Fact, Not Emotion Or Rhetoric, Should Drive Your Choice

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Elections 2012
Graphic: Emily Metcalf

By Lowell L. Kalapa – We all have grown weary of yet another election season as the media blitz of advertisements blare or tweet to attract our attention.

While the repetitive droning on and on of political advertisements is irritating, voters need to pay attention to them and try to separate fact from emotion and rhetoric. At the national level, all the candidates seem to be appealing to the elderly vote, focusing on the possible threats to Social Security and Medicare. As they appeal to the elderly, the candidates adroitly fail to point out that any reforms of either the Social Security or Medicare systems will affect the benefits of those who are many years away from retirement. Any major changes made to shore up either of these two programs will not affect those who are already beneficiaries of the system.


Promises made by the candidates that they will “protect” Social Security and Medicare are just misleading as many acknowledge that in order to insure that the systems will remain viable changes or reforms will have to be made. Be it an increase in the tax on working individuals or raising the age at which full benefits can be claimed, all of those changes will be prospective.

Claims to save Social Security and Medicare amount to nothing more than fear mongering amongst the most vulnerable. In fact, if there are any changes to benefits even those who are about to retire probably will not be affected by those changes. But make no doubt about it, changes or reform must be made to not only the amount of tax but also the size of the benefits. Without those changes, the belief that many younger people hold about Social Security may just come to pass – that is – there will be no Social Security benefits for them when it comes time for them to retire.

With a shrinking workforce – that is there will be less workers paying into the Social Security system and with the increasing longevity of beneficiaries – that is those who are collecting benefits living a longer time, there can be no doubt that Social Security and Medicare are headed for disaster unless something is done to right the balance between those who pay into the system and those who are collecting benefits. More importantly, voters need to recognize that the payment of benefits for Social Security, Medicare, and Medicaid costs nearly twice as much as it does to run the federal government. So does Social Security have a problem? You bet it does and promises to protect the benefits totally ignore this problem. If nothing else, those who have yet to retire should be up in arms with the political rhetoric promising to protect Social Security.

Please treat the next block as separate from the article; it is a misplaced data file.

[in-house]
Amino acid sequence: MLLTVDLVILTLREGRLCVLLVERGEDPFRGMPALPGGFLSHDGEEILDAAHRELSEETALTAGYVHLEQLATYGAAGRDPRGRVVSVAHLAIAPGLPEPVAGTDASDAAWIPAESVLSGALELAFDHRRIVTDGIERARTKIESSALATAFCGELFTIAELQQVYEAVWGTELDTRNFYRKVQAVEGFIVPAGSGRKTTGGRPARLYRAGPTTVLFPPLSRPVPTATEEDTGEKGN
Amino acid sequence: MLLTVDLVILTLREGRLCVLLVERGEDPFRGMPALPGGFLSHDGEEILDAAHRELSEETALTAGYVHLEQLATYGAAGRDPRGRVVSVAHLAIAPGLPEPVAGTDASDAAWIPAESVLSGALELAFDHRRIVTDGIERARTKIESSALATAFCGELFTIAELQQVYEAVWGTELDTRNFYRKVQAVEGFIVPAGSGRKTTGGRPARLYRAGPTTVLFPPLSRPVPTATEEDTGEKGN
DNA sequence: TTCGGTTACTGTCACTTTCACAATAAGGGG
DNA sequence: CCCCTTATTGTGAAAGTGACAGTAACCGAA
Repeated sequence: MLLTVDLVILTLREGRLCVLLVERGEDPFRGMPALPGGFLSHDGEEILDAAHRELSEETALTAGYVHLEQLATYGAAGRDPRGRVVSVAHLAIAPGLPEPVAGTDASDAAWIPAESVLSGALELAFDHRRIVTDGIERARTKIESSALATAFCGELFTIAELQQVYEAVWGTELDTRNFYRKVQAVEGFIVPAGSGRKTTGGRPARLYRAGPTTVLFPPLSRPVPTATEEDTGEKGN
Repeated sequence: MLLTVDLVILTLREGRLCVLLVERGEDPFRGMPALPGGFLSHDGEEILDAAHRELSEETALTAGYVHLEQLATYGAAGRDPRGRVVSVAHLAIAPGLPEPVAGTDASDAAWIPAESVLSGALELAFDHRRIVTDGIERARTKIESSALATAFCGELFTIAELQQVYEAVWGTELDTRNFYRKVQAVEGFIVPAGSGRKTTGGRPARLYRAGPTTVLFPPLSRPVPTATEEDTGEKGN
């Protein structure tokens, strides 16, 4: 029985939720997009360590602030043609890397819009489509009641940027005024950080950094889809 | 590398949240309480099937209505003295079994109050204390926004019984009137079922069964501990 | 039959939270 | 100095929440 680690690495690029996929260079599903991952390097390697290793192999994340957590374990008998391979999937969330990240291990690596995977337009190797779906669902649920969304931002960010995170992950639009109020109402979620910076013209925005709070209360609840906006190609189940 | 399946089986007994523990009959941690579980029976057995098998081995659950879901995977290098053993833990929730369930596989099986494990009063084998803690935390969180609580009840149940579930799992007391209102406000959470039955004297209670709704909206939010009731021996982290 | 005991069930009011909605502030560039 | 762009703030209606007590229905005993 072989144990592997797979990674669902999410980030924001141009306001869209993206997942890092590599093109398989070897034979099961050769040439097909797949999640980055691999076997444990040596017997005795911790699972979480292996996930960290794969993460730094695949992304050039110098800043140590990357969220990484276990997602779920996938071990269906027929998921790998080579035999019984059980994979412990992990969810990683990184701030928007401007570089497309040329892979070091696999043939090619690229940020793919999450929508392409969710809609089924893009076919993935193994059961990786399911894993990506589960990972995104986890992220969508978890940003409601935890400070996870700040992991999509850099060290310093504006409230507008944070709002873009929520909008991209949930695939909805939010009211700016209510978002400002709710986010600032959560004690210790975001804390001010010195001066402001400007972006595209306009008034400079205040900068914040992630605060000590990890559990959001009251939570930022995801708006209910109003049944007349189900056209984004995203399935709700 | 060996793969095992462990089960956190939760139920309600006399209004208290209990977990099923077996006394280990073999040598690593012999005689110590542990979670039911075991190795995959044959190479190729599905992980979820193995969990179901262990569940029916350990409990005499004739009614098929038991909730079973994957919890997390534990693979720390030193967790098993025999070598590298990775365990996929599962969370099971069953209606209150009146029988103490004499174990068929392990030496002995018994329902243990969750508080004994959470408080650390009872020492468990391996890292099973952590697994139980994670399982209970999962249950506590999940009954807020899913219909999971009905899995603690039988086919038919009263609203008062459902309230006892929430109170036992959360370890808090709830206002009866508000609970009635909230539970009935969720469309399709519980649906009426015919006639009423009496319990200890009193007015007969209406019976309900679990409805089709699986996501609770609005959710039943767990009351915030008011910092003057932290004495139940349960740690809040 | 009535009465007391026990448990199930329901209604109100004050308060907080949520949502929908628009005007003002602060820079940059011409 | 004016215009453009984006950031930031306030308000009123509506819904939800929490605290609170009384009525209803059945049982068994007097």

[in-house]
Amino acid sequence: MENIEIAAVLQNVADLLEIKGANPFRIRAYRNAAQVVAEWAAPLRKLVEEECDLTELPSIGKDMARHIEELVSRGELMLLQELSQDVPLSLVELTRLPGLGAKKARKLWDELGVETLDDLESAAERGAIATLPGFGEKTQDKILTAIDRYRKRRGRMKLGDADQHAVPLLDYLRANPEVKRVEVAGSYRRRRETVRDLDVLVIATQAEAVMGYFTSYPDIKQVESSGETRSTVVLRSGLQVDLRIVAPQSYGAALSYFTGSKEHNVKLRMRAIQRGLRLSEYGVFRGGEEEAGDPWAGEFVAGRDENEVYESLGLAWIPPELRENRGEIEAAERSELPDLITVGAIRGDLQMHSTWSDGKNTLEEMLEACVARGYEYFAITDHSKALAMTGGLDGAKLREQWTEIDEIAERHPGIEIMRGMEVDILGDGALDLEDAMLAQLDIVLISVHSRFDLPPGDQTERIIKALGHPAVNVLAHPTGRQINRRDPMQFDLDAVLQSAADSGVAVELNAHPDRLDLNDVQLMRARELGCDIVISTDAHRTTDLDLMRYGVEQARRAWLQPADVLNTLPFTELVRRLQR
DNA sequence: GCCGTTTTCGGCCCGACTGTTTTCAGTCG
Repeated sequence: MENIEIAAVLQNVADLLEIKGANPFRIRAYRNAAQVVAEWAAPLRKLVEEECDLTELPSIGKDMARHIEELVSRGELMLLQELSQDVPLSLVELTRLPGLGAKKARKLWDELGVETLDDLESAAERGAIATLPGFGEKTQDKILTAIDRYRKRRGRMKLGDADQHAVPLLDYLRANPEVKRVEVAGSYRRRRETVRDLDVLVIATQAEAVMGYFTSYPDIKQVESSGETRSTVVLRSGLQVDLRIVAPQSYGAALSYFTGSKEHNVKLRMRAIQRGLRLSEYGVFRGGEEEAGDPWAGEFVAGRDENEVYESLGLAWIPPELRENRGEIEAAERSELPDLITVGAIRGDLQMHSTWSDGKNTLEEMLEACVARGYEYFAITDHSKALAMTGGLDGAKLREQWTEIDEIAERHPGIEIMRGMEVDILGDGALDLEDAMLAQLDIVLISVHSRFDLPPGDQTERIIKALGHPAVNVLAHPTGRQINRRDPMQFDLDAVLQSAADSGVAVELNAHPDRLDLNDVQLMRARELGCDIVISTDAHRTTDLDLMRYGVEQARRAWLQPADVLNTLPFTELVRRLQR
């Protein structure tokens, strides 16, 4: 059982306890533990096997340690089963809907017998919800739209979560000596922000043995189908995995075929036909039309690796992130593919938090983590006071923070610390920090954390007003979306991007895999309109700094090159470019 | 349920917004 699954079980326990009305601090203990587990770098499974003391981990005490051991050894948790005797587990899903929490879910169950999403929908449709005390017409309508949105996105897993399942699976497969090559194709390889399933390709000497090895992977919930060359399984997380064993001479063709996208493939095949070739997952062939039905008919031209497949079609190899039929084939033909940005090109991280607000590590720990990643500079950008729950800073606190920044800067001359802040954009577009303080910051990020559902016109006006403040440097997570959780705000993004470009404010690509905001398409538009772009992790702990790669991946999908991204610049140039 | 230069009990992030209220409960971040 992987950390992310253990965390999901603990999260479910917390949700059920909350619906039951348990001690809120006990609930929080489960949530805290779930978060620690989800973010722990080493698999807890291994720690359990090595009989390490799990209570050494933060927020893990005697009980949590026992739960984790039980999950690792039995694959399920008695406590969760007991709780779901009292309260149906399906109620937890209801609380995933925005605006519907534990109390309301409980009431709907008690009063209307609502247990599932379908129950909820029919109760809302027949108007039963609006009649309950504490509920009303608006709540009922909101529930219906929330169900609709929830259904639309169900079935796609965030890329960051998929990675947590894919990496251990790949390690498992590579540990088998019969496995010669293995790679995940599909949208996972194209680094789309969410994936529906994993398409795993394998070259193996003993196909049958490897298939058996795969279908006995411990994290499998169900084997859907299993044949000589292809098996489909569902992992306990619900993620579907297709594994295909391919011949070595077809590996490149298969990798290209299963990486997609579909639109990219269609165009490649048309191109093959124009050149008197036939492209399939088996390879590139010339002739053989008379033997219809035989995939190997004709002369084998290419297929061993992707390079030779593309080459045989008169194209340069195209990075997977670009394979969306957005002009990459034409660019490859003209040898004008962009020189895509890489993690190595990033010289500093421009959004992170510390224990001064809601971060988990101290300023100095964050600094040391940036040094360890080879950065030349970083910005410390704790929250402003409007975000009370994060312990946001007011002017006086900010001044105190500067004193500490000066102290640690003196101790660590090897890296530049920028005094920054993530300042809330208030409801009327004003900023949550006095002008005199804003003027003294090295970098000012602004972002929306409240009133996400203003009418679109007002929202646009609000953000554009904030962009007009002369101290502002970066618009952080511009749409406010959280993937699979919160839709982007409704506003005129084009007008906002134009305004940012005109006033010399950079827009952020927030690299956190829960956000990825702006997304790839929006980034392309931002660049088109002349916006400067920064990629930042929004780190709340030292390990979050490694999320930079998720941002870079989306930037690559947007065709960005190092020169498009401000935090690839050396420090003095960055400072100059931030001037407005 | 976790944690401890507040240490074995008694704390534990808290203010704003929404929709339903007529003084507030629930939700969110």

Then there is the gaffe reference to cutting funding to Big Bird and his Sesame Street friends. While that may have been the politically incorrect reference, it does underscore the more seminal problem of where will elected officials make the cuts that will be necessary to achieve mandated reduction in federal spending come January first of next year? Under the mandate that went into effect when the Congressional teams negotiating a reduction in federal spending last year failed to reach a compromise, lawmakers will have to make $1.3 trillion in spending cuts.

That $1.3 trillion is just about the amount it costs to keep the doors of the federal government open for one year. So there is no doubt that cuts will have to be made elsewhere if the nation is to keep its defenses, provide for educational assistance, explore alternate energy resources, provide welfare assistance and the list goes on and on. One thing for sure is everyone’s favorite “ox” may be gored. The alternative is to go into even more debt which already stands at $16 trillion.

As was pointed out, the scary part about going into even deeper debt is that so much of our debt is held by foreign countries who do not necessarily have the best interests of our nation in mind including such “friends” as China. Hopefully, this would be a “no brainer” for our elected officials in Congress. We can continue to borrow and spend or we can make the hard decision to rein in our spending to what the American people can afford to surrender in taxes.

Of course, that prompts the discussion of raising taxes on the rich and saving the middle class and the poor. Unfortunately, there is only so much that can be pushed off on the rich who, by the way, have the resources to invest in America and create the jobs that we so badly need. No, unlike past challenges faced by our nation’s leaders, this one will have to be borne by all taxpayers either in the form of higher tax rates, closing the proverbial loopholes or in less services and programs. Everyone will have to “pay” for the solution to our nation’s financial ills.